It’s a little surprising how many of the now classic records in this series were conceived in chaotic circumstances.

This track was nominated single of the year in 1981 by the UK’s three biggest music papers of the day (NME, Melody Maker and Sounds) and spent three weeks at number one.

Yet it was created in a fractious environment by a band that was in the process of self-destructing.

The Specials had followed their eponymous 1979 debut album with ‘More Specials’ a year later.

And whilst ‘More Specials’ had charted in the top 10, and delivered singles that had done the same, its more produced sound hadn’t met with unanimously positive reaction.

More importantly, several bandmates were skeptical of Jerry Dammers’ approach to production, and unhappy with the slightly different direction it took the band in.

Against this backdrop – and the backdrop of riots on the streets of Bristol and Brixton – Dammers had continued writing, and in particular, had been honing this new track for some months.

He and the rest of the band had witnessed the growing crisis in urban Britain first hand as they’d toured the ‘More Specials’ album around its provinces.

And whilst what they saw influenced this track, they couldn’t have foreseen the scale of unrest that would exist by the time of its release in June 1981, by which time unrest had been reported in no less than 35 towns and cities across the UK.

‘Ghost Town’ would provide a suitable soundtrack for broadcasters, and instant social commentary for its listeners, adding interest even beyond the sheer quality of the track itself.

So what of the almost equally riotous recording?

Whilst writing and refining ‘Ghost Town’, Dammers had been enjoying a reggae track called ‘At The Club’ by Victor Romero Evans, and had decided he would like its producer and co-writer, John Collins, to take over production duties for this single.

Dammers first called Collins in the middle of the night with the offer, but Collins believed the request a joke and put the phone down. But Dammers persevered and eventually Collins travelled to Coventry to meet Dammers before agreeing to produce the track.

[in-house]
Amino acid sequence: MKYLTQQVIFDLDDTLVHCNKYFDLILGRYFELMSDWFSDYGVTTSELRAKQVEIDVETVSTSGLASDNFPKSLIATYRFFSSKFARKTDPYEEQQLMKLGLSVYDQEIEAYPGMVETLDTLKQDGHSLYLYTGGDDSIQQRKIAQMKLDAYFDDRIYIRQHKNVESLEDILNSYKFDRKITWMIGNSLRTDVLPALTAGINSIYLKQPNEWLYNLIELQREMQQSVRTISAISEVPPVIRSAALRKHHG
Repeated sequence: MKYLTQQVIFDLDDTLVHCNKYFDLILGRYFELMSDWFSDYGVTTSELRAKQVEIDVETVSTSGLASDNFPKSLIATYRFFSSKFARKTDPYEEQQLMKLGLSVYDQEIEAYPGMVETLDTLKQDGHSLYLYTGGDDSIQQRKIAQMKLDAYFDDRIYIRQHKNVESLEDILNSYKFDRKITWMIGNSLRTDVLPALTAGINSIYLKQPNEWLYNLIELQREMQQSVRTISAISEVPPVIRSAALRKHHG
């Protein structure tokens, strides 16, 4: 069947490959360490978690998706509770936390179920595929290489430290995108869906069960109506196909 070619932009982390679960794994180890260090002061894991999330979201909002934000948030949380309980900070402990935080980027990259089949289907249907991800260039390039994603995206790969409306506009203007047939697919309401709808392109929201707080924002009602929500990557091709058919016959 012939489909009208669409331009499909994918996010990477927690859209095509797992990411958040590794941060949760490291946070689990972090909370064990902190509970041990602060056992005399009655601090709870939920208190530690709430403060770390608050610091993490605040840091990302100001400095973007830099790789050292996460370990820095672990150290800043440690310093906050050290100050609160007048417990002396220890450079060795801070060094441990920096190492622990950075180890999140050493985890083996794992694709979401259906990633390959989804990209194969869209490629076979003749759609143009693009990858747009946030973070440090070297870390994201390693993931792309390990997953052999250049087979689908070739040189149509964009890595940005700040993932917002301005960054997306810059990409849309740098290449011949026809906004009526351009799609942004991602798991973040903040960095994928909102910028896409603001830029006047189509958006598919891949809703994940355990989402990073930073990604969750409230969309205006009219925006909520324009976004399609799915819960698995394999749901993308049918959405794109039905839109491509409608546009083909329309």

Dammers had used a 24-track studio for the ‘More Specials’ sessions, but it was agreed they would ditch this in favour of a modest 8-track studio in a house in Leamington Spa for ‘Ghost Town’.

Collins would also insist the band recorded in mono, with reverb and delay used to add width to the sound, to give a more authentic reggae/ska feel.

The limited space available in the house meant the band had to record their parts independently, providing another departure from the band’s previous sessions.

In an attempt to encourage a common approach in this environment, Collins played band members records whose style he wanted to inspire the recording.

Drummer John Bradbury for example was played ‘What a Feeling’ by Gregory Isaacs (a Sly & Robbie production) before being invited to mimic its drumming style.

But not all of the band were behind ‘Ghost Town’ as it developed in the studio.

Dammers remembers guitarist Lyndal Golding rushing into the control room at one point shouting about how wrong it sounded, and recalls vocalist Neville Staple being reluctant to try out some of the proposed ideas.

Collins eventually got sufficient material work with, and took the mono recordings back to his Tottenham home for mixing, during which band members visited individually to pass comment on the developing track.

We now know the end result as a classic of course, but that was far from the feel at the time the record was completed, and given the troubled recording, it’s perhaps unsurprising that this would become the band’s final release before they split.

Interestingly, critical reaction was also not instantly positive. This at the time was a very unusual single, with very unusual sound and subject matter. But it gathered momentum and respect during the second half of 1981 in good time for the end of year polls it topped.

As for the 12” single, it features an extended mix which clocks at 6’02” compared with the 7” single version at 3’40”.

The package is completed neatly with two additional tracks, both written by different band members, and both with nightclub connections as per the a-side.

‘Why?’ is Lynval Golding’s plea for progress following a racist attack he suffered outside a nightclub, whilst ‘Friday Night, Saturday Morning’ is Terry Hall’s epithet to a mundane night out in Coventry.

Quality and history in roughly equal measures then in this particular record, and yet another classic track which surely can’t be enjoyed more than when in its 12” format.

Label: 2 Tone Records
Cat No: CHS TT 1217
Year: 1981